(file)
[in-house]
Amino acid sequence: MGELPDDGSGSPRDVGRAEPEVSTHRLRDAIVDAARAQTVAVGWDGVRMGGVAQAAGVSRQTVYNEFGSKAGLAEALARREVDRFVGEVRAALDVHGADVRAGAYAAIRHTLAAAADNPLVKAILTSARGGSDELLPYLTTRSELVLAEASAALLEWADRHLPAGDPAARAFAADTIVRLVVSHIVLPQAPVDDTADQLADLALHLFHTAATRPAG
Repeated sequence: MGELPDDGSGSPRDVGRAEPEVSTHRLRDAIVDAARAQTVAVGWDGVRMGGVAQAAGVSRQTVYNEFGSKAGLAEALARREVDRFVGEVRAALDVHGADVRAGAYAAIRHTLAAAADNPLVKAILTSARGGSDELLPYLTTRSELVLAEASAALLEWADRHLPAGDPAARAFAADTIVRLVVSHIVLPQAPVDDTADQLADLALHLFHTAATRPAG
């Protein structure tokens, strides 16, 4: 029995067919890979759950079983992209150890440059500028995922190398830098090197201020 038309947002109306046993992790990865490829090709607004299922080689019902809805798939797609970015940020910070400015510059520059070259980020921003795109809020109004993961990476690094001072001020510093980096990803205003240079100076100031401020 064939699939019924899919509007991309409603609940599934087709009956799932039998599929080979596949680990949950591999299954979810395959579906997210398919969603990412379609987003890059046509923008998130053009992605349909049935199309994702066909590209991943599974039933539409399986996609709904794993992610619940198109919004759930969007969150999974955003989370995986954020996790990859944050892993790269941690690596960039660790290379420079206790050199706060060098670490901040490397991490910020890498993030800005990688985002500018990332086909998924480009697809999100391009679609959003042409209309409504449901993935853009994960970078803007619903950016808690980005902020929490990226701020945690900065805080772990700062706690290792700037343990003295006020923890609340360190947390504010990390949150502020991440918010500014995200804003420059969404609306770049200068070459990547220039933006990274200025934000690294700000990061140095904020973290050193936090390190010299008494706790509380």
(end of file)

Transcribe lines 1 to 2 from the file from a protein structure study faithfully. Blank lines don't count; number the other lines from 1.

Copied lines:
[in-house]
Amino acid sequence: MGELPDDGSGSPRDVGRAEPEVSTHRLRDAIVDAARAQTVAVGWDGVRMGGVAQAAGVSRQTVYNEFGSKAGLAEALARREVDRFVGEVRAALDVHGADVRAGAYAAIRHTLAAAADNPLVKAILTSARGGSDELLPYLTTRSELVLAEASAALLEWADRHLPAGDPAARAFAADTIVRLVVSHIVLPQAPVDDTADQLADLALHLFHTAATRPAG